We already know how valuable Nebraskan manufacturing, farming, grain processing, and meatpacking industries are to the entire country, but did you know that Nebraskan manufacturers played a critical part in American efforts during World War II?
Manufacturing (especially good, well-administered manufacturing) never becomes more critical than when a country enters into a war. From bullets to tanks to bandages, the demand for these goods and more is drastically escalated. America saw a great deal of this as they entered into World War II, and turned to Nebraska for help.
Historian Jim McKee explains that the widely unpopulated land and distance from sea coasts made Nebraska a desirable destination during wartime.
“Nebraska…became the site for U.S. military industries and training facilities. Not only was Nebraska a major producer of aircraft, pilot-training airfields and munitions plants, but it also was a major source of women’s entry into the workforce, many for the first time,” said McKee.
The largest wartime manufacturer of the four established in Nebraska was the Cornhusker Ordnance Plant west of Grand Island. The plant manufactured 90-, 220-, 260-, 1,000- and 2,000-pound bombs for the wartime effort and employed 4,229 workers at its peak.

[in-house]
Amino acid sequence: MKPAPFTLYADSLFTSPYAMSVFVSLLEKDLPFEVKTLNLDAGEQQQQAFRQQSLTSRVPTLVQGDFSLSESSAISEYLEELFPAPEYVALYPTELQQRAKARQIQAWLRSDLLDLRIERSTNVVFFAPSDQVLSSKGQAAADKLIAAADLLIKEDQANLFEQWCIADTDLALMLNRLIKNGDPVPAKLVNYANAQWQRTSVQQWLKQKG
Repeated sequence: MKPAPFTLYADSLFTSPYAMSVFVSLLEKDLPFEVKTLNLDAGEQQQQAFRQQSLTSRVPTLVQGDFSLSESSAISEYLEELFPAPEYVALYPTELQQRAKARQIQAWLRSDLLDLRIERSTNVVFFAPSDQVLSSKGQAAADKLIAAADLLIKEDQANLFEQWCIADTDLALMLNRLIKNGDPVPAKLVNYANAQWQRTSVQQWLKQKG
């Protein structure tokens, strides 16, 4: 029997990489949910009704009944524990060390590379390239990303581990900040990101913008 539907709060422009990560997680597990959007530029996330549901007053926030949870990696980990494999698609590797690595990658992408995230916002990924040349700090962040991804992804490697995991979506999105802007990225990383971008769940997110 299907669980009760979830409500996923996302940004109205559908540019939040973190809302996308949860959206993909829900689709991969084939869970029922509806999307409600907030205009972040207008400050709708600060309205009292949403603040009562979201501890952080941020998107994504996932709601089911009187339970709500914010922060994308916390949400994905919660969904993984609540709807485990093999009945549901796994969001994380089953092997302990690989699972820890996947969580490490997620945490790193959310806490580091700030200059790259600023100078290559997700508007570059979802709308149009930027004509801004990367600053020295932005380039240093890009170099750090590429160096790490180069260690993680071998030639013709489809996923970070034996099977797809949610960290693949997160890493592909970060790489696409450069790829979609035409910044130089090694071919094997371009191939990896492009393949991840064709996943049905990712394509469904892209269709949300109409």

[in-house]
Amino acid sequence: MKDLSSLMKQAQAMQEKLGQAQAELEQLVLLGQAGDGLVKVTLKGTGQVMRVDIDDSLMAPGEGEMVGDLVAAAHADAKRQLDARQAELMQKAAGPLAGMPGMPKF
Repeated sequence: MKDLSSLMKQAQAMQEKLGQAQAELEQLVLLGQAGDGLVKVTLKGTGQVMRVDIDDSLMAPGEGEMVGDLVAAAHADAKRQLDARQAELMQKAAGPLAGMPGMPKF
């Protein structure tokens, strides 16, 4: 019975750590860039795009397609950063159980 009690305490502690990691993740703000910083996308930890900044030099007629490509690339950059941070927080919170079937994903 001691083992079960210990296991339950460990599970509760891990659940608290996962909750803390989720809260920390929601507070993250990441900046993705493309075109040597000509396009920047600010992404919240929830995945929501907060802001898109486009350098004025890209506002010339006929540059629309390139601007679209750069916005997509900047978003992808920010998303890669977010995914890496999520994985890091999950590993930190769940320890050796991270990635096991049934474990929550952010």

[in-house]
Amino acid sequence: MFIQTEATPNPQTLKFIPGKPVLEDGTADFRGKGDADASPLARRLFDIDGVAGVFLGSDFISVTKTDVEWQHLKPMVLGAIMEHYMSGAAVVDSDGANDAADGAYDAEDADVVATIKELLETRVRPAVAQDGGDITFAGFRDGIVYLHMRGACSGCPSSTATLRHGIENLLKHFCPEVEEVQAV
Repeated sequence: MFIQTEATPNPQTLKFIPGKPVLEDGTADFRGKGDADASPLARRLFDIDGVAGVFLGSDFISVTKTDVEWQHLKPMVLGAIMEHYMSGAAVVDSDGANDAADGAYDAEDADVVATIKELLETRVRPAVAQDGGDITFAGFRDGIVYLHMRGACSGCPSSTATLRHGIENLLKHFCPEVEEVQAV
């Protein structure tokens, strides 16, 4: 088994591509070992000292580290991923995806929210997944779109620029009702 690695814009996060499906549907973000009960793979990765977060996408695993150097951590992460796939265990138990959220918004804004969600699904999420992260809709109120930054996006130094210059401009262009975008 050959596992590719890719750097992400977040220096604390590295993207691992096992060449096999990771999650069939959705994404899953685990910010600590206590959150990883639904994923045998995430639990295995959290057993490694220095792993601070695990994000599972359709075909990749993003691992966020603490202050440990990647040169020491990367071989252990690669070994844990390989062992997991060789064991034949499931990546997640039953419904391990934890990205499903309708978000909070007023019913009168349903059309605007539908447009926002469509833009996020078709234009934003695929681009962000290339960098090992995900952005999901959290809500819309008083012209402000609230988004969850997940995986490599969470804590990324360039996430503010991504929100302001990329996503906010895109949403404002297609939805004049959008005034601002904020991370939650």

With such vigorous economic activity, a small town sprung up around the plant to accommodate the workers. The ‘Coplanter’ was the newspaper created specifically for this group, a vital need with the constant drama and anxiety of wartime.
Eventually, McKee reports, the plant grew to 645 buildings with 15 miles of electric distribution lines and 12 miles of sewer lines. Until the plant closed in 1945 at the end of the war, the government kept it open for future use. In 1950, the plant was reactivated to produce rockets and artillery shells for the Korean War and in 1965, it was the only American bomb-loading facility for the Vietnam War.
It’s always interesting to see the history of manufacturing, especially when it impacts events on a large scale such as World War II. Manufacturing makes a difference, and the solid values and intelligent workers here in Nebraska help the state continually remain a standout in the manufacturing industry.
Did you know about Nebraska’s manufacturing involvement in WWII? Have any other facts about the history of Nebraska? Feel free to connect with us on Twitter or in the comments!
Photo credit: Farming in the 1940s